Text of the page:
|April 16, 2003
SOUTH AFRICA: Reparation for apartheid victims announced by State President
South African President Thabo Mbeki on Tuesday, April 15, announced a once-off reparations payment for anti-apartheid victims, and rejected any general amnesty for human rights violations perpetrators who had not applied to the TRC for amnesty.
He also ruled out imposing a once-off wealth tax on companies to help address the legacy of apartheid. Instead, the state would encourage corporations and individuals to voluntarily contribute to the reconstruction and development of the country.
Introducing debate on the Truth and Reconciliation Commission's final report during a joint sitting of Parliament, Mbeki said about 22,000 individuals or surviving families appeared before the commission. Of these, about 19,000 required urgent reparations, and virtually all of them - where the necessary information was available - were attended to as proposed by the TRC for interim reparations. Regarding final reparations, government would provide a once-off grant of R30,000 to those individuals or survivors designated by the TRC. These payments would be processed during the current financial year.
Turning to the amnesty issue, he said a general amnesty, whether applied to specific categories of people or regions of the country, would fly in the face of the TRC process. It would also detract from the principle of accountability, vital not only in dealing with the past, but also in the creation of a new ethos within South African society. The reality of many of the participants in the conflict of the past not having taken part in the TRC process, had to be dealt with. The matter would be left in the hands of the National Directorate of Public Prosecutions (NDPP) to, as normal, pursue any cases it believed deserved prosecution and could be prosecuted. However, in the national interest, the NDPP, working with the intelligence agencies, would leave its doors open for those who were prepared to divulge information at their disposal and to co-operate in unearthing the truth, Mbeki said.
Trade and Industry Minister Alec Erwin said a once-off wealth tax on companies was neither necessary, nor wise. "The existing tax level can provide for social needs whilst not acting as a disincentive for saving, investment or enterprise development." Erwin said any form of reparation should be lasting and extensive.
Democratic Alliance leader Tony Leon said the payment of a financial grant to identified victims of apartheid was a welcome first step. In light of the careful framing of the TRC Act and the dreadful suffering of victims, it would be wrong to alter or widen the notion of "reparations", so as to include any real or imagined misfortune, he said. Albert Mncwango of the Inkatha Freedom Party said the TRC had been a "sensationalist circus of horrors presided over by a weeping clown craving the centre-stage spotlight". He called on the House not to "contaminate itself" by lending credibility to the document. "The TRC report is a flawed product of a flawed process, conducted with flawed motives," Mncwango said.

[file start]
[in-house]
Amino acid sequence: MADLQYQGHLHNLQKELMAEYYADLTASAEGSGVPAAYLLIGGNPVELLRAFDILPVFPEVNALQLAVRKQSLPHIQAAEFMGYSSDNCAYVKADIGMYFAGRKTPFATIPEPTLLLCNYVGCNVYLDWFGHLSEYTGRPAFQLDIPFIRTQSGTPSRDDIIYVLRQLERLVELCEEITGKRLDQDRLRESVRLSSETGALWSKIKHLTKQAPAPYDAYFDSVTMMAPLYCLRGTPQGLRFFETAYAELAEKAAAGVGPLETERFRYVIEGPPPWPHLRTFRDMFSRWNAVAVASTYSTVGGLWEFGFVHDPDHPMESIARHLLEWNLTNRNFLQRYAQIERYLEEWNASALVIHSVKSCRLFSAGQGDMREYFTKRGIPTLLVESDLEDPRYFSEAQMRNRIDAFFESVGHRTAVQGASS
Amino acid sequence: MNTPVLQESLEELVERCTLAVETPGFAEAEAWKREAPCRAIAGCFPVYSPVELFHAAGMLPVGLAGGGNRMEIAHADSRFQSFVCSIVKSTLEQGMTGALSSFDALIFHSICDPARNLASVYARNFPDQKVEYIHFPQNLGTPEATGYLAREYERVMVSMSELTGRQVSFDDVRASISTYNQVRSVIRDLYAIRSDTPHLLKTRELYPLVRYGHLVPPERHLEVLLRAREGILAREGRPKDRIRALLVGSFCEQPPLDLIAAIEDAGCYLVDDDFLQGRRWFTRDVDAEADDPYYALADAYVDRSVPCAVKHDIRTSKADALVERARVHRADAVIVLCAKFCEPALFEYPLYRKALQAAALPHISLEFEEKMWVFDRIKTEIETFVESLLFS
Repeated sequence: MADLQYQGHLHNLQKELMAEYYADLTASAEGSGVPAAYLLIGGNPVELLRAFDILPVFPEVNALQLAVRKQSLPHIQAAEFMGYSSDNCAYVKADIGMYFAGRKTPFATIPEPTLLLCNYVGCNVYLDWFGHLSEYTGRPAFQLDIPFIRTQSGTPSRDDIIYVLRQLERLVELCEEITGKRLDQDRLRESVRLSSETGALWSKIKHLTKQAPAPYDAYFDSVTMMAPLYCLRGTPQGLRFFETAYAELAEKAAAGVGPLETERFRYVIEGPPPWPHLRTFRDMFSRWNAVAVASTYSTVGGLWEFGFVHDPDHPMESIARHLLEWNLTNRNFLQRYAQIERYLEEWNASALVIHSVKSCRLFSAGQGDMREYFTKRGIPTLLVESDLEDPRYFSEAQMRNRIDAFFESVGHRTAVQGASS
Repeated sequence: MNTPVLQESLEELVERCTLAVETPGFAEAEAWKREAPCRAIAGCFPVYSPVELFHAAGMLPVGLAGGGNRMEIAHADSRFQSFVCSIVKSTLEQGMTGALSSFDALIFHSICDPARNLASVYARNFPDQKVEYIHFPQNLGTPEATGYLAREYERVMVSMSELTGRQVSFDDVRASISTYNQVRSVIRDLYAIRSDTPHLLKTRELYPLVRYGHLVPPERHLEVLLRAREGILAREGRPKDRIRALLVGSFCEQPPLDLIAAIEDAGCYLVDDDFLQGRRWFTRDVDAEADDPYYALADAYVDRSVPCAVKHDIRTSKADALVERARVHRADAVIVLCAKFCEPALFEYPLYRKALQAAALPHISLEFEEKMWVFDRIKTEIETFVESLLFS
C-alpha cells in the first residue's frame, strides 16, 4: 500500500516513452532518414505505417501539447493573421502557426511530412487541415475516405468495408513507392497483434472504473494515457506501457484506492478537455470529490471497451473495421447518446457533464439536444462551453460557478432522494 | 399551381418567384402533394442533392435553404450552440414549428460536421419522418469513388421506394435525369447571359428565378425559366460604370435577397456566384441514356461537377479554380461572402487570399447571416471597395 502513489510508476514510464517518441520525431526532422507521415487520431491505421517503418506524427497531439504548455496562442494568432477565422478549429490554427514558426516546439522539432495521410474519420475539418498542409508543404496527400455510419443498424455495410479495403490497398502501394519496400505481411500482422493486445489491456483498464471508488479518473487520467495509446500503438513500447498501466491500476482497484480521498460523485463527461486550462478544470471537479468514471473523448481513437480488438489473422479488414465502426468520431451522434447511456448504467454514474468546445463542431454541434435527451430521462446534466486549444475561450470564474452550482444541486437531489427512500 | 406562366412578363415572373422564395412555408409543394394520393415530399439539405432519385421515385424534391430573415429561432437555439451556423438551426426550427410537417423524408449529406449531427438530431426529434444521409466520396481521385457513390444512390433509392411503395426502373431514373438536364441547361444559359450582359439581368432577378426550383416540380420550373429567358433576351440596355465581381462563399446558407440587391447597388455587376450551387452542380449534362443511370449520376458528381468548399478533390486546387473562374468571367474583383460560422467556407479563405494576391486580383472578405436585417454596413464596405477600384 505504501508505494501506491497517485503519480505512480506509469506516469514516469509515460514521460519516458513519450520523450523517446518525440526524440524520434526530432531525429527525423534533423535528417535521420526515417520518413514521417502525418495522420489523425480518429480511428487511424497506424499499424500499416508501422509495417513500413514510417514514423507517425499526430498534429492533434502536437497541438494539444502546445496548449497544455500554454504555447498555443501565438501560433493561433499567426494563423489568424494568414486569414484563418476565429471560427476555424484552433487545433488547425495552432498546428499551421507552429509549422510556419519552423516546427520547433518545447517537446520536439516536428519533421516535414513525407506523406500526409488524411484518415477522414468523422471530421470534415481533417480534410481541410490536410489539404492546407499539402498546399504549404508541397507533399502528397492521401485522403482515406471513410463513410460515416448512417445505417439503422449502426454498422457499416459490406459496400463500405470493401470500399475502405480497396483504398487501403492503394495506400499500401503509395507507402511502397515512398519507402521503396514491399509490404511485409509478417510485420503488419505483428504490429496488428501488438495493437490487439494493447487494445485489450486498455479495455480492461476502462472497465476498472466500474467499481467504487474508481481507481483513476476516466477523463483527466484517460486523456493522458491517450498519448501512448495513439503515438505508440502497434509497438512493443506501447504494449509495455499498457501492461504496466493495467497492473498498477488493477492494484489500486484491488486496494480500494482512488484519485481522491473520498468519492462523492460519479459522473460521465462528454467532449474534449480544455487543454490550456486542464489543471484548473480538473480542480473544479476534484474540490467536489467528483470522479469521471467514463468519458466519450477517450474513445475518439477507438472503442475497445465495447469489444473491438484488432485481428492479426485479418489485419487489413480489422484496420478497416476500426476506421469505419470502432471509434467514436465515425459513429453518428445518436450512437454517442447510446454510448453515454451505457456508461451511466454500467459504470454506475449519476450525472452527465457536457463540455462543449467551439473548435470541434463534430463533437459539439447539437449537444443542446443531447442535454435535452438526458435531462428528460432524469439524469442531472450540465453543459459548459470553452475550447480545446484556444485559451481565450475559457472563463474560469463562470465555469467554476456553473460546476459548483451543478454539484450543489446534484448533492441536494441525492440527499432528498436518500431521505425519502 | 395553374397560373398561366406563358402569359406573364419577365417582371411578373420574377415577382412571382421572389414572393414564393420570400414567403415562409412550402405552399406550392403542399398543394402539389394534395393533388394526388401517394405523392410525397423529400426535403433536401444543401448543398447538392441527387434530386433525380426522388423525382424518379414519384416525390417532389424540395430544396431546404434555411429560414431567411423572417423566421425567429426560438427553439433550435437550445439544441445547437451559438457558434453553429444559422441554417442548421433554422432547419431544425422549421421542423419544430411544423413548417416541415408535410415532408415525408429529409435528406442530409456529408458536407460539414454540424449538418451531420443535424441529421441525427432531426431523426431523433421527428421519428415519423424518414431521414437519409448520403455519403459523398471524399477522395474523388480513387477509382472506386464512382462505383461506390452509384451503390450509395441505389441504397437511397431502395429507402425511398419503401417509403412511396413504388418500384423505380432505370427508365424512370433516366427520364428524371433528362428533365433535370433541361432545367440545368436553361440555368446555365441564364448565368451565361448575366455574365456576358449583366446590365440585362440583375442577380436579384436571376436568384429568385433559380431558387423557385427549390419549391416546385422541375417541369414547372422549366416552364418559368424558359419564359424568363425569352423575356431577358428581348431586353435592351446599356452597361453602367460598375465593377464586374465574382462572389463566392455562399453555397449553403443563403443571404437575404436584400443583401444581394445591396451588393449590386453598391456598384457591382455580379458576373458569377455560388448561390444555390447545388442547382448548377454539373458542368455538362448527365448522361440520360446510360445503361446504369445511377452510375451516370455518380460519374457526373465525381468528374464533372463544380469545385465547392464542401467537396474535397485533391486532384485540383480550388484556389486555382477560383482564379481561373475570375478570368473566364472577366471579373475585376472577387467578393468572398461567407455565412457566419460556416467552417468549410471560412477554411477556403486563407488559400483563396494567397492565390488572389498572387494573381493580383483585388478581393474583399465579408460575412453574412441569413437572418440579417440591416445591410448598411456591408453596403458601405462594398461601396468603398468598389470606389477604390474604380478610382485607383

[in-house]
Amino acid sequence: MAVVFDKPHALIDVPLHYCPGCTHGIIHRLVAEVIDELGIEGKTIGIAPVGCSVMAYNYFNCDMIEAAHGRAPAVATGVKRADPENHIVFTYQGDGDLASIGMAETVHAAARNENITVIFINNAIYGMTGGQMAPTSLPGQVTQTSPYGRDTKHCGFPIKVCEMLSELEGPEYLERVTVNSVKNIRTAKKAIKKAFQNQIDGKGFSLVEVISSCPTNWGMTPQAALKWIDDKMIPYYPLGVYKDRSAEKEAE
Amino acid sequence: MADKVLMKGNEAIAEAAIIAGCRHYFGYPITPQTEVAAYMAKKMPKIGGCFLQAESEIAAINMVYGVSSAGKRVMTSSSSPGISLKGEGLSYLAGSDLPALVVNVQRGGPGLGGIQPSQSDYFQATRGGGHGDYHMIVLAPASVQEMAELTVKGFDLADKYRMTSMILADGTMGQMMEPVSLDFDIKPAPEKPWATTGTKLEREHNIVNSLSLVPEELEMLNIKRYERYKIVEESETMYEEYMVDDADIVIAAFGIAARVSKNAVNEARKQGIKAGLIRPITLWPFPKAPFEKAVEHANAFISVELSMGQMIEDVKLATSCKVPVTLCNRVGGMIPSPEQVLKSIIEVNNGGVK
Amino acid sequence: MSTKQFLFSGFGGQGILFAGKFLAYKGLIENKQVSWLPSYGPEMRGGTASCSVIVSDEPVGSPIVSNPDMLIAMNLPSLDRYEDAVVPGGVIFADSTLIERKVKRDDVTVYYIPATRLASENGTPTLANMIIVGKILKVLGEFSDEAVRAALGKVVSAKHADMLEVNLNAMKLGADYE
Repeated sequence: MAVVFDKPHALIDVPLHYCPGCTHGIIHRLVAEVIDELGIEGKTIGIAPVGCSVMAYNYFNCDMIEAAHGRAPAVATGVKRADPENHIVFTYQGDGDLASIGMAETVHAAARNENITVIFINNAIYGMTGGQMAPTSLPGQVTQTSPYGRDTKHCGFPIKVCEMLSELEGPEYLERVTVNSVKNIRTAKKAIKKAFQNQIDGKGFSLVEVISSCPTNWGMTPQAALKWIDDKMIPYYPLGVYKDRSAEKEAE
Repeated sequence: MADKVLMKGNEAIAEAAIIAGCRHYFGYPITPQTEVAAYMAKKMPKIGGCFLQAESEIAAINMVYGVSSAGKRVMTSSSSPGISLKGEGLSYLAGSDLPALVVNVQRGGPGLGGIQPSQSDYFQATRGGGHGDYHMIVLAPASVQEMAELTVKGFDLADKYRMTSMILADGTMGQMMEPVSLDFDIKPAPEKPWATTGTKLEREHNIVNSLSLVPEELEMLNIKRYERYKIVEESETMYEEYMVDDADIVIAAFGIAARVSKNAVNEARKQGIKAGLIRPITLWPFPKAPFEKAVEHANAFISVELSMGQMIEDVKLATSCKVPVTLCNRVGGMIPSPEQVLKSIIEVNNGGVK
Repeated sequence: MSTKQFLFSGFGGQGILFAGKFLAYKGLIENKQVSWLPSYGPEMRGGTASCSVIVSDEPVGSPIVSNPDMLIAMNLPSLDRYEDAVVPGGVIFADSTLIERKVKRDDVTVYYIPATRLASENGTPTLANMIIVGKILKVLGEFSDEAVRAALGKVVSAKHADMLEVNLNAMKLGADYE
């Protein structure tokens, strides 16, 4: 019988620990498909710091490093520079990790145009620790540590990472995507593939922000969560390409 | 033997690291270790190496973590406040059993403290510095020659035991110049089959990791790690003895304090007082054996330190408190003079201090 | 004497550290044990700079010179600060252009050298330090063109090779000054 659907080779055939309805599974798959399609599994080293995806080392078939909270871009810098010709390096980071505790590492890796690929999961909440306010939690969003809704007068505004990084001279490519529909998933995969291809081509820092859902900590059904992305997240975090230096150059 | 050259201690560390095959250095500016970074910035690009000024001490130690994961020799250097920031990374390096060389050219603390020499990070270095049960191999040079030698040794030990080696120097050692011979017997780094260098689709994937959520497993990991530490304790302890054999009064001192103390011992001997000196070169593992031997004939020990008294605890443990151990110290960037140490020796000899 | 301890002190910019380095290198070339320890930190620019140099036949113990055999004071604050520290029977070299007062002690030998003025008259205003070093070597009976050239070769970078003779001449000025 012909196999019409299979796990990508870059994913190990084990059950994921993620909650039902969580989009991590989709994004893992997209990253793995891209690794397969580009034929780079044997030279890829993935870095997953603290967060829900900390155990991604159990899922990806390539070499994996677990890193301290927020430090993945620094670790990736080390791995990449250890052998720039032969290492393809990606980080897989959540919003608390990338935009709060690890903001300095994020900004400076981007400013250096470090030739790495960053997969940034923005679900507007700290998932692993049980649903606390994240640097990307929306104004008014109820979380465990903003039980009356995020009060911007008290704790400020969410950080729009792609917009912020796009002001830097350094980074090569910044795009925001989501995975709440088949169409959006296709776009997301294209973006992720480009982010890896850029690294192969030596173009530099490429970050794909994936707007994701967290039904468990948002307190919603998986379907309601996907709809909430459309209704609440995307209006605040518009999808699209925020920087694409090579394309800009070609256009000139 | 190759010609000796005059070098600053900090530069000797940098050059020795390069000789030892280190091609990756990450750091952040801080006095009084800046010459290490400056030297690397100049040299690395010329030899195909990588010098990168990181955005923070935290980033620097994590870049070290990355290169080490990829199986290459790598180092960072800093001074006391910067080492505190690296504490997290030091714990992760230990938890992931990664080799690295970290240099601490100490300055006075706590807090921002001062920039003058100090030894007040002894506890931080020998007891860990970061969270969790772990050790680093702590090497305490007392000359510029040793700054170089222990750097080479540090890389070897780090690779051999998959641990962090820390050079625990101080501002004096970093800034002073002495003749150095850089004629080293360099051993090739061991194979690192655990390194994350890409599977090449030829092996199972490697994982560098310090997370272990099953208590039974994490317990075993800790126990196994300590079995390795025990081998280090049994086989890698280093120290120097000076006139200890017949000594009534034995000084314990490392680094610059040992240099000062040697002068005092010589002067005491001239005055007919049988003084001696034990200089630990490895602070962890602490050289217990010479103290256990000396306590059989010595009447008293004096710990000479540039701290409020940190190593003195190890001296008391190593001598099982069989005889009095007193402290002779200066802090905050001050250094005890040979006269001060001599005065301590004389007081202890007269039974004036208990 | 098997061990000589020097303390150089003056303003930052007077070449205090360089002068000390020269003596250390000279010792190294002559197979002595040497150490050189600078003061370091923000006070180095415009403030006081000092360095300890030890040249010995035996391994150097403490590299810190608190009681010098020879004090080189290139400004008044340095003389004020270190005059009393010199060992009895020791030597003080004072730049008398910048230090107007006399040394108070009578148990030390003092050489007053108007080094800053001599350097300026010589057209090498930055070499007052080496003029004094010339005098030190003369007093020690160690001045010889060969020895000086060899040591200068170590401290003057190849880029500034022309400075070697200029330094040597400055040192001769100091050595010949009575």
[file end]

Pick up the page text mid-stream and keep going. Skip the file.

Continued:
In a statement, the SA Chamber of Business (Sacob), said Mbeki had adopted a "pragmatic approach" to the report. "Sacob therefore welcomes (among other things) the announcement that government does not support the proposal by the TRC of a once-off wealth tax to corporate companies as a contribution to a reparation fund," it said.
At the same time, Mbeki led an all-out attack on the lawsuits being brought in the US against companies on behalf of victims of apartheid, warning judgments handed down in foreign courts would not be honoured in SA.
Anglo American, the world's largest precious metals company, and De Beers, the largest diamond producer, have been sued for R6,1bn by former employees who say they were enslaved and tortured under apartheid. The suit was filed by attorneys including New York-based Ed Fagan, who won $6,25bn in judgments against firms that benefited from Nazi rule in Germany. Mbeki, however, shut the door on this approach, and business welcomed his forthright rejection of the US lawsuits, which investors warned could further discourage companies, already burdened by excessive hidden costs of doing business in SA, from investing or expanding in SA.
Government's recent reaction to the Fagan suits had been to say it would neither support nor oppose them. But in an apparent hardening of government's attitude on the issue, Mbeki said the lawsuits were "completely unacceptable that matters that are central to the future of our country should be adjudicated in foreign courts which bear no responsibility for the well-being of our country and the observance of the perspective contained in our constitution of the promotion of national reconciliation". Mbeki assured Parliament that government was not a party to this litigation, nor would it be at any stage. (SAPA, Business Day, Mail & Guardian / Johannesburg)